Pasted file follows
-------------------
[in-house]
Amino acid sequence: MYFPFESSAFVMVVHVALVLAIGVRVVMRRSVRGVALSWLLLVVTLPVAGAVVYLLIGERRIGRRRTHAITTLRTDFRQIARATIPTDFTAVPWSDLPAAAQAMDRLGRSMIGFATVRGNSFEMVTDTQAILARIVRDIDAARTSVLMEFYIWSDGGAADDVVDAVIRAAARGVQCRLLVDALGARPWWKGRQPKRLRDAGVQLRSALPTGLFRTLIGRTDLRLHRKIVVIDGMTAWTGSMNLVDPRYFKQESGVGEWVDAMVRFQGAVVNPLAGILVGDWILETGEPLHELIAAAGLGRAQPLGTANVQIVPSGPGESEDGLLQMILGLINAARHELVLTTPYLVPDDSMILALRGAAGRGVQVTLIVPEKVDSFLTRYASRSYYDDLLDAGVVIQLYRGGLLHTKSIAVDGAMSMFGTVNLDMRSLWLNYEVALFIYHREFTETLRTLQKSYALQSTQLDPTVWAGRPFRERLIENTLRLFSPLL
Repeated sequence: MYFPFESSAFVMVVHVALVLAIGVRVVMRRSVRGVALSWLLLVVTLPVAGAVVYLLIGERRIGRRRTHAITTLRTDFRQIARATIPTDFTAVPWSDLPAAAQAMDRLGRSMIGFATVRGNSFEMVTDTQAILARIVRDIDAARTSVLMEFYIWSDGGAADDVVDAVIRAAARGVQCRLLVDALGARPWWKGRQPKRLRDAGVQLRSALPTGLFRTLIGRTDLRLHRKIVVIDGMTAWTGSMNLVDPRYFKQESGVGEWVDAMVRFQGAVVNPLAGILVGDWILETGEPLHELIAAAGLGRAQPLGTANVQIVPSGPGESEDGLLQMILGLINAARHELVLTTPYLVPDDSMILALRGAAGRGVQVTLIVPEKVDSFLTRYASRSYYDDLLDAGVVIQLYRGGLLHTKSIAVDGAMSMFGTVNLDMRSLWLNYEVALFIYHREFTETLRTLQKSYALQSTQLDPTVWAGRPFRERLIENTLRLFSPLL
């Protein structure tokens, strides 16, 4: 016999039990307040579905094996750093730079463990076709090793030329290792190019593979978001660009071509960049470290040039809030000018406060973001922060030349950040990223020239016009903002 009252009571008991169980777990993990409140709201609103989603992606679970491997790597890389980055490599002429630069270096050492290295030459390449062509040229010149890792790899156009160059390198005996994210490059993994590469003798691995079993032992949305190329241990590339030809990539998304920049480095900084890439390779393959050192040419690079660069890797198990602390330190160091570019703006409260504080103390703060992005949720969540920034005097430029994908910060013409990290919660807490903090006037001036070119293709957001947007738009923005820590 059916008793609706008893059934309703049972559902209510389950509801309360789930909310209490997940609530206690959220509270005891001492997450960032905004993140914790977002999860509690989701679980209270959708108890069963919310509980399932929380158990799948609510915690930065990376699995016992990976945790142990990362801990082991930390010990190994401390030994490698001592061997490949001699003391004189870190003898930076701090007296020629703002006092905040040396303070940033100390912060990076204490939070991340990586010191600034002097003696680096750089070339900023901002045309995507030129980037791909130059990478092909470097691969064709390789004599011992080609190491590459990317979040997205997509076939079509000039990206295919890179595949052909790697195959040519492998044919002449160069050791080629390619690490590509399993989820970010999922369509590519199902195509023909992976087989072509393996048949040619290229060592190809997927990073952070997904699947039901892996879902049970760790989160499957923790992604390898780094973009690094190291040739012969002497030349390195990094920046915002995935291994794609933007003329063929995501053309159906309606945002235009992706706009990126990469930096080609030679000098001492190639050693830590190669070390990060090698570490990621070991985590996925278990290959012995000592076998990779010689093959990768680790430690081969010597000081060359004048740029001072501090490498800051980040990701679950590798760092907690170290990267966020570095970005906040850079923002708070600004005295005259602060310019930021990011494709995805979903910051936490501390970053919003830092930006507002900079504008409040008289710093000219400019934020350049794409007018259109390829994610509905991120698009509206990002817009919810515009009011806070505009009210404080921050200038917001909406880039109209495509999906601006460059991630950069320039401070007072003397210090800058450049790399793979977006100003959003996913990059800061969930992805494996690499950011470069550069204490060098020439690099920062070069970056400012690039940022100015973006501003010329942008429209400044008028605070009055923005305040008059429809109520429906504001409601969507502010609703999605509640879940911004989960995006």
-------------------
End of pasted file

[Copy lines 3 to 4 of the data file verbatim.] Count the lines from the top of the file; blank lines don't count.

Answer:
Repeated sequence: MYFPFESSAFVMVVHVALVLAIGVRVVMRRSVRGVALSWLLLVVTLPVAGAVVYLLIGERRIGRRRTHAITTLRTDFRQIARATIPTDFTAVPWSDLPAAAQAMDRLGRSMIGFATVRGNSFEMVTDTQAILARIVRDIDAARTSVLMEFYIWSDGGAADDVVDAVIRAAARGVQCRLLVDALGARPWWKGRQPKRLRDAGVQLRSALPTGLFRTLIGRTDLRLHRKIVVIDGMTAWTGSMNLVDPRYFKQESGVGEWVDAMVRFQGAVVNPLAGILVGDWILETGEPLHELIAAAGLGRAQPLGTANVQIVPSGPGESEDGLLQMILGLINAARHELVLTTPYLVPDDSMILALRGAAGRGVQVTLIVPEKVDSFLTRYASRSYYDDLLDAGVVIQLYRGGLLHTKSIAVDGAMSMFGTVNLDMRSLWLNYEVALFIYHREFTETLRTLQKSYALQSTQLDPTVWAGRPFRERLIENTLRLFSPLL
């Protein structure tokens, strides 16, 4: 016999039990307040579905094996750093730079463990076709090793030329290792190019593979978001660009071509960049470290040039809030000018406060973001922060030349950040990223020239016009903002 009252009571008991169980777990993990409140709201609103989603992606679970491997790597890389980055490599002429630069270096050492290295030459390449062509040229010149890792790899156009160059390198005996994210490059993994590469003798691995079993032992949305190329241990590339030809990539998304920049480095900084890439390779393959050192040419690079660069890797198990602390330190160091570019703006409260504080103390703060992005949720969540920034005097430029994908910060013409990290919660807490903090006037001036070119293709957001947007738009923005820590 059916008793609706008893059934309703049972559902209510389950509801309360789930909310209490997940609530206690959220509270005891001492997450960032905004993140914790977002999860509690989701679980209270959708108890069963919310509980399932929380158990799948609510915690930065990376699995016992990976945790142990990362801990082991930390010990190994401390030994490698001592061997490949001699003391004189870190003898930076701090007296020629703002006092905040040396303070940033100390912060990076204490939070991340990586010191600034002097003696680096750089070339900023901002045309995507030129980037791909130059990478092909470097691969064709390789004599011992080609190491590459990317979040997205997509076939079509000039990206295919890179595949052909790697195959040519492998044919002449160069050791080629390619690490590509399993989820970010999922369509590519199902195509023909992976087989072509393996048949040619290229060592190809997927990073952070997904699947039901892996879902049970760790989160499957923790992604390898780094973009690094190291040739012969002497030349390195990094920046915002995935291994794609933007003329063929995501053309159906309606945002235009992706706009990126990469930096080609030679000098001492190639050693830590190669070390990060090698570490990621070991985590996925278990290959012995000592076998990779010689093959990768680790430690081969010597000081060359004048740029001072501090490498800051980040990701679950590798760092907690170290990267966020570095970005906040850079923002708070600004005295005259602060310019930021990011494709995805979903910051936490501390970053919003830092930006507002900079504008409040008289710093000219400019934020350049794409007018259109390829994610509905991120698009509206990002817009919810515009009011806070505009009210404080921050200038917001909406880039109209495509999906601006460059991630950069320039401070007072003397210090800058450049790399793979977006100003959003996913990059800061969930992805494996690499950011470069550069204490060098020439690099920062070069970056400012690039940022100015973006501003010329942008429209400044008028605070009055923005305040008059429809109520429906504001409601969507502010609703999605509640879940911004989960995006």